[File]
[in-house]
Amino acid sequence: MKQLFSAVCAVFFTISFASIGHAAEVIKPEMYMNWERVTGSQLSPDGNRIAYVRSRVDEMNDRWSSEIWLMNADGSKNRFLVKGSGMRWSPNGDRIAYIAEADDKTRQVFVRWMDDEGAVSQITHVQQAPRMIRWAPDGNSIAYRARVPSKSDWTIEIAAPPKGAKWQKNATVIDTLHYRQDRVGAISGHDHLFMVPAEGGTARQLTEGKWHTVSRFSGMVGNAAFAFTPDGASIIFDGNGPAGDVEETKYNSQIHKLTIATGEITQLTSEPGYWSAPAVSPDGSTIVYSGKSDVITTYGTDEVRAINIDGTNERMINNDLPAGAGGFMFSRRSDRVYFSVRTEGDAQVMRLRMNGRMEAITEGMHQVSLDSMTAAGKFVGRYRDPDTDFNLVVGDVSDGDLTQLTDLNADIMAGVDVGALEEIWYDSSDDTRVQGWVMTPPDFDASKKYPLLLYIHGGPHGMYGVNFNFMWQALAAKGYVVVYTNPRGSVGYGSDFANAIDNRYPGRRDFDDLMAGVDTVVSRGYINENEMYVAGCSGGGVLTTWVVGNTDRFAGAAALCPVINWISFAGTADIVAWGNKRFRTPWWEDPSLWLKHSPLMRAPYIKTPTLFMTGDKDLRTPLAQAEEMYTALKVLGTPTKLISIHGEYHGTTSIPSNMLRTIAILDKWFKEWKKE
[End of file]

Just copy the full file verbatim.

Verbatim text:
[in-house]
Amino acid sequence: MKQLFSAVCAVFFTISFASIGHAAEVIKPEMYMNWERVTGSQLSPDGNRIAYVRSRVDEMNDRWSSEIWLMNADGSKNRFLVKGSGMRWSPNGDRIAYIAEADDKTRQVFVRWMDDEGAVSQITHVQQAPRMIRWAPDGNSIAYRARVPSKSDWTIEIAAPPKGAKWQKNATVIDTLHYRQDRVGAISGHDHLFMVPAEGGTARQLTEGKWHTVSRFSGMVGNAAFAFTPDGASIIFDGNGPAGDVEETKYNSQIHKLTIATGEITQLTSEPGYWSAPAVSPDGSTIVYSGKSDVITTYGTDEVRAINIDGTNERMINNDLPAGAGGFMFSRRSDRVYFSVRTEGDAQVMRLRMNGRMEAITEGMHQVSLDSMTAAGKFVGRYRDPDTDFNLVVGDVSDGDLTQLTDLNADIMAGVDVGALEEIWYDSSDDTRVQGWVMTPPDFDASKKYPLLLYIHGGPHGMYGVNFNFMWQALAAKGYVVVYTNPRGSVGYGSDFANAIDNRYPGRRDFDDLMAGVDTVVSRGYINENEMYVAGCSGGGVLTTWVVGNTDRFAGAAALCPVINWISFAGTADIVAWGNKRFRTPWWEDPSLWLKHSPLMRAPYIKTPTLFMTGDKDLRTPLAQAEEMYTALKVLGTPTKLISIHGEYHGTTSIPSNMLRTIAILDKWFKEWKKE